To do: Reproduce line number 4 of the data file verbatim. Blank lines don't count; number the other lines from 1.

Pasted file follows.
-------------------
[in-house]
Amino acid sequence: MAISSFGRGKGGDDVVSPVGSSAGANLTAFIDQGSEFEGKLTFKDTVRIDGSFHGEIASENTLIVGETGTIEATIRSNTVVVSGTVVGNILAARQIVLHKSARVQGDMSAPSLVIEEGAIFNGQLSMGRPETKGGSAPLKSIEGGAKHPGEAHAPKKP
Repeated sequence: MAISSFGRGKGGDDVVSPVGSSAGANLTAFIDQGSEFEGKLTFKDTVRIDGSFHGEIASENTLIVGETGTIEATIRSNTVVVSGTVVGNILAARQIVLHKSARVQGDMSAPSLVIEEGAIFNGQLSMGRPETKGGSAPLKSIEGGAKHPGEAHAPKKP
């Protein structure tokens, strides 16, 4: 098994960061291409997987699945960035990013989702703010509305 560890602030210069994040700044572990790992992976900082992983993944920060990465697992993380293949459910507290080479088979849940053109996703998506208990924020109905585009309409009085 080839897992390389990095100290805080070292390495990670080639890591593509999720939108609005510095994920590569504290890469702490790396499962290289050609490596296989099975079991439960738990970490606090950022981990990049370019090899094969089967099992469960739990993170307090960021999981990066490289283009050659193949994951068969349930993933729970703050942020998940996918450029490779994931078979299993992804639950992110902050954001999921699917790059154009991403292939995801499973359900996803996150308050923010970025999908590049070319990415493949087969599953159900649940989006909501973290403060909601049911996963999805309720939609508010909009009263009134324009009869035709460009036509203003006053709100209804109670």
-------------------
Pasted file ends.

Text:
């Protein structure tokens, strides 16, 4: 098994960061291409997987699945960035990013989702703010509305 560890602030210069994040700044572990790992992976900082992983993944920060990465697992993380293949459910507290080479088979849940053109996703998506208990924020109905585009309409009085 080839897992390389990095100290805080070292390495990670080639890591593509999720939108609005510095994920590569504290890469702490790396499962290289050609490596296989099975079991439960738990970490606090950022981990990049370019090899094969089967099992469960739990993170307090960021999981990066490289283009050659193949994951068969349930993933729970703050942020998940996918450029490779994931078979299993992804639950992110902050954001999921699917790059154009991403292939995801499973359900996803996150308050923010970025999908590049070319990415493949087969599953159900649940989006909501973290403060909601049911996963999805309720939609508010909009009263009134324009009869035709460009036509203003006053709100209804109670």